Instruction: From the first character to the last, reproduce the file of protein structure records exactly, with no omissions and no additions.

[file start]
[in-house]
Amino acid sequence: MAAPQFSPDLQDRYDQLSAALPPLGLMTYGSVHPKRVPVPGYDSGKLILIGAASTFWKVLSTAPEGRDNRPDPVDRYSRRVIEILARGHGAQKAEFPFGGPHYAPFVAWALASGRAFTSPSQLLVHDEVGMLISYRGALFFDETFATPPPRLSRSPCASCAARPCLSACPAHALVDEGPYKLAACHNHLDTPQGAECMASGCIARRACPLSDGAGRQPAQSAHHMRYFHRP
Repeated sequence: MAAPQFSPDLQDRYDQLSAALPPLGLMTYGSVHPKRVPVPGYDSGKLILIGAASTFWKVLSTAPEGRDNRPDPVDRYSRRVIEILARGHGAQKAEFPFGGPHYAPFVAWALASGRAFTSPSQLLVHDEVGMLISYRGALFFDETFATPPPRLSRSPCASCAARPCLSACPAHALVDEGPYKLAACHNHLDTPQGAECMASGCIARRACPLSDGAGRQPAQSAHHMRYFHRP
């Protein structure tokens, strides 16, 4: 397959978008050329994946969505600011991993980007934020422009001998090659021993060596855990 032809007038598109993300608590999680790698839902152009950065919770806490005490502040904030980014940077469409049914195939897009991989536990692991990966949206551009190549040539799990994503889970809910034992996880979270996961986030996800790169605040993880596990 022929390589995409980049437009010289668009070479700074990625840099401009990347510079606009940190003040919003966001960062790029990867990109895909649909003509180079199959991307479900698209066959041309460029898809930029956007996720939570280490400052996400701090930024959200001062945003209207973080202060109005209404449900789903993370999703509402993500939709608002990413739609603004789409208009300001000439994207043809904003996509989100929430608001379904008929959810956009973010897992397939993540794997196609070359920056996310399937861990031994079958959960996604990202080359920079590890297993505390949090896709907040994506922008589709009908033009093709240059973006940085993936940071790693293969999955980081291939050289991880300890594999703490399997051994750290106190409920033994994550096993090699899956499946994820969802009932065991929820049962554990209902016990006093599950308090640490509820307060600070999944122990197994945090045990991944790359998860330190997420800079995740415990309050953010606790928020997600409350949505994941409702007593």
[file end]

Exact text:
[in-house]
Amino acid sequence: MAAPQFSPDLQDRYDQLSAALPPLGLMTYGSVHPKRVPVPGYDSGKLILIGAASTFWKVLSTAPEGRDNRPDPVDRYSRRVIEILARGHGAQKAEFPFGGPHYAPFVAWALASGRAFTSPSQLLVHDEVGMLISYRGALFFDETFATPPPRLSRSPCASCAARPCLSACPAHALVDEGPYKLAACHNHLDTPQGAECMASGCIARRACPLSDGAGRQPAQSAHHMRYFHRP
Repeated sequence: MAAPQFSPDLQDRYDQLSAALPPLGLMTYGSVHPKRVPVPGYDSGKLILIGAASTFWKVLSTAPEGRDNRPDPVDRYSRRVIEILARGHGAQKAEFPFGGPHYAPFVAWALASGRAFTSPSQLLVHDEVGMLISYRGALFFDETFATPPPRLSRSPCASCAARPCLSACPAHALVDEGPYKLAACHNHLDTPQGAECMASGCIARRACPLSDGAGRQPAQSAHHMRYFHRP
């Protein structure tokens, strides 16, 4: 397959978008050329994946969505600011991993980007934020422009001998090659021993060596855990 032809007038598109993300608590999680790698839902152009950065919770806490005490502040904030980014940077469409049914195939897009991989536990692991990966949206551009190549040539799990994503889970809910034992996880979270996961986030996800790169605040993880596990 022929390589995409980049437009010289668009070479700074990625840099401009990347510079606009940190003040919003966001960062790029990867990109895909649909003509180079199959991307479900698209066959041309460029898809930029956007996720939570280490400052996400701090930024959200001062945003209207973080202060109005209404449900789903993370999703509402993500939709608002990413739609603004789409208009300001000439994207043809904003996509989100929430608001379904008929959810956009973010897992397939993540794997196609070359920056996310399937861990031994079958959960996604990202080359920079590890297993505390949090896709907040994506922008589709009908033009093709240059973006940085993936940071790693293969999955980081291939050289991880300890594999703490399997051994750290106190409920033994994550096993090699899956499946994820969802009932065991929820049962554990209902016990006093599950308090640490509820307060600070999944122990197994945090045990991944790359998860330190997420800079995740415990309050953010606790928020997600409350949505994941409702007593």